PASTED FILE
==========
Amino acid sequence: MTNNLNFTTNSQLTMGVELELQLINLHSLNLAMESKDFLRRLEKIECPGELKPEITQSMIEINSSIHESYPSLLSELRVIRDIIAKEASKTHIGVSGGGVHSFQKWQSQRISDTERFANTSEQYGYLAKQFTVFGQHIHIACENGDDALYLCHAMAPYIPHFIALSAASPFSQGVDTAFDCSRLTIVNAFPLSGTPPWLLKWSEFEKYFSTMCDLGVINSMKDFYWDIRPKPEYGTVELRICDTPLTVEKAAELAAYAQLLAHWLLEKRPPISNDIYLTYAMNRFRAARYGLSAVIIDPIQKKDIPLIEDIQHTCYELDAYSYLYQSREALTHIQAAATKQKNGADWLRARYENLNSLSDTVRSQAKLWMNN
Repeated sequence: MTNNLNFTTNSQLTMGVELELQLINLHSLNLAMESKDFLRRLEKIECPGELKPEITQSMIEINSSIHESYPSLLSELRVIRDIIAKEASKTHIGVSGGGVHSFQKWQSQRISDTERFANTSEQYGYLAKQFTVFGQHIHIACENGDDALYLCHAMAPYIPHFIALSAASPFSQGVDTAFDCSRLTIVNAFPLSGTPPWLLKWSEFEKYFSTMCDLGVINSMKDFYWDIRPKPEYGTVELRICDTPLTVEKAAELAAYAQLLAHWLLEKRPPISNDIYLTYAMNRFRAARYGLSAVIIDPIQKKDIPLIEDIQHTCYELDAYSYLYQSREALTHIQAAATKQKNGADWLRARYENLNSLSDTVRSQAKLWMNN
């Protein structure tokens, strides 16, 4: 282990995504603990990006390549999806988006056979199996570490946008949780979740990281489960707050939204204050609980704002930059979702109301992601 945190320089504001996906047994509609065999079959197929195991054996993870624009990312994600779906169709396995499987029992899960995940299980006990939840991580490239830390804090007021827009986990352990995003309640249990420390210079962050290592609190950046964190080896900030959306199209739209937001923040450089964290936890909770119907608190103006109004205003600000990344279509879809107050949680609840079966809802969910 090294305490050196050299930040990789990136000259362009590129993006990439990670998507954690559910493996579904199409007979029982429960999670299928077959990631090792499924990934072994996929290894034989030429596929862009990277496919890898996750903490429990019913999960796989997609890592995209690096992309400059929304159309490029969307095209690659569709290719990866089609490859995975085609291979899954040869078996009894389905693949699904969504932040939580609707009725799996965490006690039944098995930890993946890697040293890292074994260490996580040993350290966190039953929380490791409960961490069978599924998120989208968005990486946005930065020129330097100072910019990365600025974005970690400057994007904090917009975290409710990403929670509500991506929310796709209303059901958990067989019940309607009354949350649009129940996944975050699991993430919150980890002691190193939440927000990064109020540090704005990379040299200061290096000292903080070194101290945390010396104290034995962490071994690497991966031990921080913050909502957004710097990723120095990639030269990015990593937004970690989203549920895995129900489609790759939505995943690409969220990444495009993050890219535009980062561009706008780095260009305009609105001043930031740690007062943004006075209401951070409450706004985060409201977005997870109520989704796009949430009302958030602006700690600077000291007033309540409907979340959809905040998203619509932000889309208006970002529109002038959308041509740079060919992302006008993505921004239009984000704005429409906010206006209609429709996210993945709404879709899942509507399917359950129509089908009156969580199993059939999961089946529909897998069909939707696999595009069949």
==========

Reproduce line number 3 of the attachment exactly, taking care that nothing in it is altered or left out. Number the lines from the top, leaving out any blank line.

């Protein structure tokens, strides 16, 4: 282990995504603990990006390549999806988006056979199996570490946008949780979740990281489960707050939204204050609980704002930059979702109301992601 945190320089504001996906047994509609065999079959197929195991054996993870624009990312994600779906169709396995499987029992899960995940299980006990939840991580490239830390804090007021827009986990352990995003309640249990420390210079962050290592609190950046964190080896900030959306199209739209937001923040450089964290936890909770119907608190103006109004205003600000990344279509879809107050949680609840079966809802969910 090294305490050196050299930040990789990136000259362009590129993006990439990670998507954690559910493996579904199409007979029982429960999670299928077959990631090792499924990934072994996929290894034989030429596929862009990277496919890898996750903490429990019913999960796989997609890592995209690096992309400059929304159309490029969307095209690659569709290719990866089609490859995975085609291979899954040869078996009894389905693949699904969504932040939580609707009725799996965490006690039944098995930890993946890697040293890292074994260490996580040993350290966190039953929380490791409960961490069978599924998120989208968005990486946005930065020129330097100072910019990365600025974005970690400057994007904090917009975290409710990403929670509500991506929310796709209303059901958990067989019940309607009354949350649009129940996944975050699991993430919150980890002691190193939440927000990064109020540090704005990379040299200061290096000292903080070194101290945390010396104290034995962490071994690497991966031990921080913050909502957004710097990723120095990639030269990015990593937004970690989203549920895995129900489609790759939505995943690409969220990444495009993050890219535009980062561009706008780095260009305009609105001043930031740690007062943004006075209401951070409450706004985060409201977005997870109520989704796009949430009302958030602006700690600077000291007033309540409907979340959809905040998203619509932000889309208006970002529109002038959308041509740079060919992302006008993505921004239009984000704005429409906010206006209609429709996210993945709404879709899942509507399917359950129509089908009156969580199993059939999961089946529909897998069909939707696999595009069949």